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Coronavirus Treatment Research Is Being Held Up by Trump's Ban on the Use of Fetal Tissue in Medical Studies

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Numerous vaccines are in development to immunize humans from COVID-19, the rapidly spreading respiratory virus that's upended daily life across the globe.

Scientists at the National Institute of Health (NIH) are among them.

A new report from the Washington Post details the work of Kim Hasenkrug, an NIH immunologist in its Montana laboratories, has a plan for how to most efficiently create and test a viable vaccine that could significantly curb the spread of the virus.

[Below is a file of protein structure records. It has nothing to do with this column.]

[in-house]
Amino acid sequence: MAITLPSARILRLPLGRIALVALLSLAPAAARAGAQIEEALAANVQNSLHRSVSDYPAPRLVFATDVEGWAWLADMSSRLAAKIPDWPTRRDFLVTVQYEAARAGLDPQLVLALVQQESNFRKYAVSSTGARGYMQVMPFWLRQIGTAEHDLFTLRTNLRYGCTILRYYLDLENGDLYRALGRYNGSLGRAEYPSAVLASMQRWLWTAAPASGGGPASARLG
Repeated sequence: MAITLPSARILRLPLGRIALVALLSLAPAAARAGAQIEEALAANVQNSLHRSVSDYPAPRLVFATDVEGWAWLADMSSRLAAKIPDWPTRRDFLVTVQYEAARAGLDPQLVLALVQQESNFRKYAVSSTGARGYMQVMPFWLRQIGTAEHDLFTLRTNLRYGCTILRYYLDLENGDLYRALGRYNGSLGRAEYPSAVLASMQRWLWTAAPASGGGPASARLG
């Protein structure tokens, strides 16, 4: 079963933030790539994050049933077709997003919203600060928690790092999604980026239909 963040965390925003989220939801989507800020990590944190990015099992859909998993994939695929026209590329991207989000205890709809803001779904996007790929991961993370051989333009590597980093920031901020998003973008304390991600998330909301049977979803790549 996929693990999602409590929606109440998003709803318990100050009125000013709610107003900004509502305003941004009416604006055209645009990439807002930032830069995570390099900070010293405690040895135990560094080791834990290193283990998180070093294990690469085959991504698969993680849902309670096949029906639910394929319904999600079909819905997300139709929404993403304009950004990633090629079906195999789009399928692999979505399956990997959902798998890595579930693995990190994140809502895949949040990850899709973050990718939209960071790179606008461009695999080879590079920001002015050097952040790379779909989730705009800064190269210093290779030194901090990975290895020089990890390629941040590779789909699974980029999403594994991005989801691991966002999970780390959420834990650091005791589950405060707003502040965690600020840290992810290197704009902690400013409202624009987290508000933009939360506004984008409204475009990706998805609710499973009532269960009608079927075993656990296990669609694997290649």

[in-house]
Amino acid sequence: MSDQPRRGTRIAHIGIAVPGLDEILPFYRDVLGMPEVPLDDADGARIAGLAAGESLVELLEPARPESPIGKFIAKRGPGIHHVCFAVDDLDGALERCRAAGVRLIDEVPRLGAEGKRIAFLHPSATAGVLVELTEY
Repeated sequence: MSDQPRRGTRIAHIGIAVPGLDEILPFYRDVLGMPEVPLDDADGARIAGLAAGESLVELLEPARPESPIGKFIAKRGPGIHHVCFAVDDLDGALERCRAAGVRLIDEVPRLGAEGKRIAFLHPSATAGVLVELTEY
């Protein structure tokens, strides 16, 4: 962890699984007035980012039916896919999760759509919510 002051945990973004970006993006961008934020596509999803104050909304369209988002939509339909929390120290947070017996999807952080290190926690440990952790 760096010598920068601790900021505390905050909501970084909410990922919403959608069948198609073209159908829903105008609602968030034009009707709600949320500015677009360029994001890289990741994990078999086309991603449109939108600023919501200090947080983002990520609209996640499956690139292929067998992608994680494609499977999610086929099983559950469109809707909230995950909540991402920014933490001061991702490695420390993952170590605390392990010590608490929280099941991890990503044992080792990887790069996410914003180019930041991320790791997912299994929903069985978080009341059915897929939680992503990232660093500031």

There's just one obstacle: the administration of President Donald Trump.

In 2019, the Trump administration instituted a ban on scientists using donated human fetal tissue from abortions in tests for new drugs.

"Humanized mice" are ideal for medical testing because their immune systems are already similar to ours. Hasenkrug is looking to test coronavirus vaccines on mice with humanized lungs in order to speed up the availability of a vaccine, potentially saving countless lives.

The 2019 Health and Human Services directive that banned using fetal tissue for research, however, has prevented Hasenkrug from getting the mice needed to perform the tests.

People are confounded that the Republican administration seems indifferent to saving lives.

The dissonance between being "pro-life" while preventing lives from being saved was lost on no one.

Officials have said that a viable vaccine is at least a year from distribution.